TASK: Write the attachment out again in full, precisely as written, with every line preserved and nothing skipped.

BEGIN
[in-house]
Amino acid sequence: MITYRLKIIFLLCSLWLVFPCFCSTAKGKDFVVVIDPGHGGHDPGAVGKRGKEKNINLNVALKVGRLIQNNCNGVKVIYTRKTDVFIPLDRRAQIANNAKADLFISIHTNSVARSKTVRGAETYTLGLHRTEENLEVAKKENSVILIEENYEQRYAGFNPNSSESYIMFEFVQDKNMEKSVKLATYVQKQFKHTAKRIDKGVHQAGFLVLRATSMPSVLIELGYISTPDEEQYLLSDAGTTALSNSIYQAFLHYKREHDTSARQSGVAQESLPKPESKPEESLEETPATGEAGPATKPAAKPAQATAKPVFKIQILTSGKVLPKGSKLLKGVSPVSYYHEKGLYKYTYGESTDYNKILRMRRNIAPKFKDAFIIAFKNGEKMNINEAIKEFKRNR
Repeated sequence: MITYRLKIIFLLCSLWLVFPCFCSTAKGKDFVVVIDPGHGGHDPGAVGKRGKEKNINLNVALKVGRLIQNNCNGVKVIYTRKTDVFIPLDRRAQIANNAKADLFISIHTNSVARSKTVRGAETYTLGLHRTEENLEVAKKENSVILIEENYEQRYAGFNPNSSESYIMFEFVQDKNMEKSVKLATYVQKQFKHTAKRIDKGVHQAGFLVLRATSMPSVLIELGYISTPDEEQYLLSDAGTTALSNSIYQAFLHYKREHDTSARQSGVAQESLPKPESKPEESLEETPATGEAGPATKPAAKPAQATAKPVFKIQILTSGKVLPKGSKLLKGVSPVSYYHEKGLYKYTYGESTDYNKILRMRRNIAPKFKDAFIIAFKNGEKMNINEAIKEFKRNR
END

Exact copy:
[in-house]
Amino acid sequence: MITYRLKIIFLLCSLWLVFPCFCSTAKGKDFVVVIDPGHGGHDPGAVGKRGKEKNINLNVALKVGRLIQNNCNGVKVIYTRKTDVFIPLDRRAQIANNAKADLFISIHTNSVARSKTVRGAETYTLGLHRTEENLEVAKKENSVILIEENYEQRYAGFNPNSSESYIMFEFVQDKNMEKSVKLATYVQKQFKHTAKRIDKGVHQAGFLVLRATSMPSVLIELGYISTPDEEQYLLSDAGTTALSNSIYQAFLHYKREHDTSARQSGVAQESLPKPESKPEESLEETPATGEAGPATKPAAKPAQATAKPVFKIQILTSGKVLPKGSKLLKGVSPVSYYHEKGLYKYTYGESTDYNKILRMRRNIAPKFKDAFIIAFKNGEKMNINEAIKEFKRNR
Repeated sequence: MITYRLKIIFLLCSLWLVFPCFCSTAKGKDFVVVIDPGHGGHDPGAVGKRGKEKNINLNVALKVGRLIQNNCNGVKVIYTRKTDVFIPLDRRAQIANNAKADLFISIHTNSVARSKTVRGAETYTLGLHRTEENLEVAKKENSVILIEENYEQRYAGFNPNSSESYIMFEFVQDKNMEKSVKLATYVQKQFKHTAKRIDKGVHQAGFLVLRATSMPSVLIELGYISTPDEEQYLLSDAGTTALSNSIYQAFLHYKREHDTSARQSGVAQESLPKPESKPEESLEETPATGEAGPATKPAAKPAQATAKPVFKIQILTSGKVLPKGSKLLKGVSPVSYYHEKGLYKYTYGESTDYNKILRMRRNIAPKFKDAFIIAFKNGEKMNINEAIKEFKRNR